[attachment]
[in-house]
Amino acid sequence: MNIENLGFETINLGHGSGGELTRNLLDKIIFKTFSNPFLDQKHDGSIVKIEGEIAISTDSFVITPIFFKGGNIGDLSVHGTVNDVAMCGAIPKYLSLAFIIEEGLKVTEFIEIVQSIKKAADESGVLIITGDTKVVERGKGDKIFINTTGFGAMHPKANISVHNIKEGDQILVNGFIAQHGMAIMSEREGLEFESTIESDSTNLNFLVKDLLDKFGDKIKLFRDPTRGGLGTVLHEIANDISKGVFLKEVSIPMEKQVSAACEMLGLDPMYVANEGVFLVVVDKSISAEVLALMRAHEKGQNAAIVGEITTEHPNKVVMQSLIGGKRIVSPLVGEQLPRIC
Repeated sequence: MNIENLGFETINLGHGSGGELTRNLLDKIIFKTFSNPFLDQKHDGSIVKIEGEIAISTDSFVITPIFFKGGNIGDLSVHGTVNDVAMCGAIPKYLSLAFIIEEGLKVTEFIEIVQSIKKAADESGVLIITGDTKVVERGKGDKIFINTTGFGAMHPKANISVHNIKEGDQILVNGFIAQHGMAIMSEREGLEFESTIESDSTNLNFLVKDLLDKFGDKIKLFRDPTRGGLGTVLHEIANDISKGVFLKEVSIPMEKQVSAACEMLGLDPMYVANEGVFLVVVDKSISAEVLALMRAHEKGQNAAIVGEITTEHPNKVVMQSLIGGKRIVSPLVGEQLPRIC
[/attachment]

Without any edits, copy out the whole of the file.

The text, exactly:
[in-house]
Amino acid sequence: MNIENLGFETINLGHGSGGELTRNLLDKIIFKTFSNPFLDQKHDGSIVKIEGEIAISTDSFVITPIFFKGGNIGDLSVHGTVNDVAMCGAIPKYLSLAFIIEEGLKVTEFIEIVQSIKKAADESGVLIITGDTKVVERGKGDKIFINTTGFGAMHPKANISVHNIKEGDQILVNGFIAQHGMAIMSEREGLEFESTIESDSTNLNFLVKDLLDKFGDKIKLFRDPTRGGLGTVLHEIANDISKGVFLKEVSIPMEKQVSAACEMLGLDPMYVANEGVFLVVVDKSISAEVLALMRAHEKGQNAAIVGEITTEHPNKVVMQSLIGGKRIVSPLVGEQLPRIC
Repeated sequence: MNIENLGFETINLGHGSGGELTRNLLDKIIFKTFSNPFLDQKHDGSIVKIEGEIAISTDSFVITPIFFKGGNIGDLSVHGTVNDVAMCGAIPKYLSLAFIIEEGLKVTEFIEIVQSIKKAADESGVLIITGDTKVVERGKGDKIFINTTGFGAMHPKANISVHNIKEGDQILVNGFIAQHGMAIMSEREGLEFESTIESDSTNLNFLVKDLLDKFGDKIKLFRDPTRGGLGTVLHEIANDISKGVFLKEVSIPMEKQVSAACEMLGLDPMYVANEGVFLVVVDKSISAEVLALMRAHEKGQNAAIVGEITTEHPNKVVMQSLIGGKRIVSPLVGEQLPRIC